The last 'full blooded' Aboriginal of the Bruny Island tribe
Trugernanner, often referred to as Truganini, was a woman widely considered to be the last "full blood" Palawa (Tasmanian Aborigine). There are a number of other transcriptions (or spellings) of her Palawa language name, including: Trugannini, Trucanini, Trucaminni, and Trucaninny. Robinson had given European names to all the Tasmanians who arrived at the Island in attempt to suppress their culture. Hers was Lalla Rooke, however she resisted using it and was only ever called it by Robinson.
Trugernanner was born around 1812 on Bruny Island, south of Hobart. She was a daughter of Mangana, Chief of the Bruny Island people. Her name was the word her tribe used to describe the grey saltbush Atriplex cinerea. Before she was 18, her mother had been killed by whalers, her first fiance had died while saving her from abduction, and in 1828, her two sisters, Lowhenunhue and Maggerleede, had been abducted and taken to Kangaroo Island, off South Australia and sold as slaves. Trugernanner married Woorrady, although he died when she was still in her 20s.
When Lieutenant-Governor George Arthur arrived in Van Diemen's Land in 1824, he implemented two policies to deal with the growing conflict between settlers and the Aborigines. First, bounties were awarded for the capture of Aboriginal adults and children, and secondly an effort was made to establish friendly relations with Aborigines in order to lure them into camps. The campaign began on Bruny Island where there had been fewer hostilities than in other parts of Tasmania.
In 1829 Truganini became the partner of Woorraddy and with him accompanied Robinson on his missions to the Aboriginal tribes between 1830-1834. She worked with Woorraddy to help George Augustus Robinson, the Protector of Aborigines, move Aboriginal people from the mainland to settle on Flinders Island. In 1830, established an Aboriginal settlement onThe stated aim of isolation was to protect them for the desrivtion being wrought on the Tasmanian Aborigines by white settlers, but many of the group died from influenza and other diseases.
Portrait of Truganini by Thomas Bock between 1831 and 1835. It was published in James Fenton s History of Tasmania Hobart 
Trugernanner became an important guide and interpreter for Robinson. He undertook a total of six expeditions, eventually making contact with every tribe and group of Aborigines left in Tasmania. He had persuaded the approximately 200 surviving Aboriginal Tasmanians to surrender themselves with assurances that they would be protected, provided for and eventually have their lands returned to them.
In 1835, after the last expedition was completed, Truganini arrived at the Wybalenna Aboriginal settlement on Flinders Island. Trugernanner also helped Robinson with a settlement for mainland Aborigines at Port Phillip in 1838. After about two years of living in and around Melbourne the Aborigines at the port Phillip settlement became outlaws, stealing from settlers around Dandenong before heading to Bass River and then Cape Paterson. There, members of their group murdered two whalers at Watsons hut, then shot and injured other settlers around the area.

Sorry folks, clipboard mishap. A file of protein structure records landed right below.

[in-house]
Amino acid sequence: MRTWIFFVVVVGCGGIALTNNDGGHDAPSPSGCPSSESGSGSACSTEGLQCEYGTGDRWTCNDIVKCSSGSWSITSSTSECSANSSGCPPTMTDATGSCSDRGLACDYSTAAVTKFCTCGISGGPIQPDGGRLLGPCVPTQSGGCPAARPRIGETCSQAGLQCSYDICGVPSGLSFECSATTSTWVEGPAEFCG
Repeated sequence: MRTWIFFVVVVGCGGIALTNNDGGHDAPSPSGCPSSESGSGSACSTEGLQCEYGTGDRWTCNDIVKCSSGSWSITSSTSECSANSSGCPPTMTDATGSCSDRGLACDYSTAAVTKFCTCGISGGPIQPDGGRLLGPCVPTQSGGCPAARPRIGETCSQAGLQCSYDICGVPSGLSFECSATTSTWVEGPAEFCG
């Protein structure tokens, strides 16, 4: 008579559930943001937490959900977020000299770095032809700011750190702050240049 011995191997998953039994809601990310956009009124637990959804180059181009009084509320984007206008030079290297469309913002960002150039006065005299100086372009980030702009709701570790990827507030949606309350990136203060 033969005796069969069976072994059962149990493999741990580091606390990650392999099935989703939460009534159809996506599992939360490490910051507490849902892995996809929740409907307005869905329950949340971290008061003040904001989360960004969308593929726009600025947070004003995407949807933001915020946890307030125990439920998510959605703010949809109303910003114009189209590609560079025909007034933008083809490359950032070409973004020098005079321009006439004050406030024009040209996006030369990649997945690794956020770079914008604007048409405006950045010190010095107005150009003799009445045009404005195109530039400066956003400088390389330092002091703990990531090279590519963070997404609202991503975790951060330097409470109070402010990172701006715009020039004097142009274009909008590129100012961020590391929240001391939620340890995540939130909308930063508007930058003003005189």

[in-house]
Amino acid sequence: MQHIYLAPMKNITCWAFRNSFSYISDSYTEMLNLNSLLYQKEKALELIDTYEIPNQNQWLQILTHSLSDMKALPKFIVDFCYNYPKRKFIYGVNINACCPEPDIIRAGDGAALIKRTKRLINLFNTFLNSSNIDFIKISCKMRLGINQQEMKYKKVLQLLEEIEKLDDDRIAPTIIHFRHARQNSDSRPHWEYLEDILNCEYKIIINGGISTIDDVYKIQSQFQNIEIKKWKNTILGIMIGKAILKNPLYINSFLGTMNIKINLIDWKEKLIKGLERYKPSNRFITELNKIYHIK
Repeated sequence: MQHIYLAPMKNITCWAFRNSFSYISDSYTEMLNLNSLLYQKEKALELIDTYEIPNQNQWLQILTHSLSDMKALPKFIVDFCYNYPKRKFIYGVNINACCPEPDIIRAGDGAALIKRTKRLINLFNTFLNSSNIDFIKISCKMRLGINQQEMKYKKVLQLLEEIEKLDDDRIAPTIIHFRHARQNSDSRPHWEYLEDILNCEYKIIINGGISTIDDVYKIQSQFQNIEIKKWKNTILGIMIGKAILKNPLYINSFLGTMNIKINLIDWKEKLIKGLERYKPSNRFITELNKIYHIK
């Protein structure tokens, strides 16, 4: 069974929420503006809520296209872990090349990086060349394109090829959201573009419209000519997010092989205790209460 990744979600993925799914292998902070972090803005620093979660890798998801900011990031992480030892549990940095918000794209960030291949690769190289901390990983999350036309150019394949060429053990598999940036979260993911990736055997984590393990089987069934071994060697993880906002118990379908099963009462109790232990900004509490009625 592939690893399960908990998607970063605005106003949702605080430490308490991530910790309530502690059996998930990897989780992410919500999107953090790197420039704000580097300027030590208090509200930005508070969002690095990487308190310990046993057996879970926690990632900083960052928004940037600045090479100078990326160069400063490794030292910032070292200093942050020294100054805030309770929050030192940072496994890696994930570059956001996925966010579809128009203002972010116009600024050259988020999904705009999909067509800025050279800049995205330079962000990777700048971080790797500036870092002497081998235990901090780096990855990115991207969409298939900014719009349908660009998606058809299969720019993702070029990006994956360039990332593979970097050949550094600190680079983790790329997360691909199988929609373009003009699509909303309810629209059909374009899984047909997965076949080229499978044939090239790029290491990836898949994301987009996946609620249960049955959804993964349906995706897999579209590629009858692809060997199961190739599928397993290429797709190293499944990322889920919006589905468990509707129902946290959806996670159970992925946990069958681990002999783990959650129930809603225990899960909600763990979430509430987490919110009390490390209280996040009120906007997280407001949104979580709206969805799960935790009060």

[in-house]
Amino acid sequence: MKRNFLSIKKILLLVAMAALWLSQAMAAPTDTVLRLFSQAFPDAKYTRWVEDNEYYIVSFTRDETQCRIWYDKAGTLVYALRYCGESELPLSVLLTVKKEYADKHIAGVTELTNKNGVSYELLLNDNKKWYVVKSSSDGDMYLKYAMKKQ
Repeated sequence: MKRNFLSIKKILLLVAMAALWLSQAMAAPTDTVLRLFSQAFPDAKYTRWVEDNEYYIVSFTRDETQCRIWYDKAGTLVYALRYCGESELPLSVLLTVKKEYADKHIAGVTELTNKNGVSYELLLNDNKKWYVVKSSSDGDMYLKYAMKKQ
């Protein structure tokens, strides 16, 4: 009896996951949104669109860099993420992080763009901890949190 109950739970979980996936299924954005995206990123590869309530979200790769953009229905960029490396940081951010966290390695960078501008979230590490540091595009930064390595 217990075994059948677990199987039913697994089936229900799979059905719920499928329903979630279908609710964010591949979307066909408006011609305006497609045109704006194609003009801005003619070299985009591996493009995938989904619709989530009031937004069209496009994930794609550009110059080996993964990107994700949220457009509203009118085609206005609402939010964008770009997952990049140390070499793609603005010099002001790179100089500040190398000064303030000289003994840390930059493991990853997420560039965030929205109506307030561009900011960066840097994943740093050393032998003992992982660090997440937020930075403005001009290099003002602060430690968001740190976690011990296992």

A long pursuit followed where those responsible for the murders were captured, sent for trial then hanged in Melbourne. A gunshot wound to Trugernanner's head was treated by Dr. Hugh Anderson of Bass River before she and her party were sent to stand trial in Melbourne.
She was not found guilty of murder but the incident resulted in her being sent back to Flinders Island. Disillusioned with Robinson and his mission, she realised that the resettlement program had eroded the chances of the remaining Aboriginal population leading their preferred way of life. In 1856, the few surviving Tasmanian Aborigines on Flinders Island, including Trugernanner, were moved to a settlement at Oyster Cove, south of Hobart.
According to a report in The Times she later married a Tasmanian known as "King Billy" who died in March 1871. By 1873, Trugernanner was the sole survivor of the Oyster Cove group, and was again moved to Hobart.
She died three years later, having requested that her ashes be scattered in the D'Entrecasteaux Channel; she was, however, buried at the former Female Factory at Cascades, a suburb of Hobart. Within two years, her skeleton was exhumed by the Royal Society of Tasmania and later placed on display. Only in April 1976, approaching the centenary of her death, Trugernanner's remains were finally cremated and scattered according to her wishes.
Trugernanner was long considered to be the last full-blood speaker of a Tasmanian language. Fanny Cochrane Smith, who spoke one of the Tasmanian languages, outlived her, however. She lived into the twentieth century, and recorded songs in her native language.
In 1997 the Royal Albert Memorial Museum, Exeter, England, returned Trugernanner's necklace and bracelet to Tasmania. In 2002, some of her hair and skin were found in the collection of the Royal College of Surgeons of England and returned to Tasmania for burial.
A group of Tasmanian Aborigines at Oyster Cove, Hobart, in the 1860s. Truganini is seated at the far right.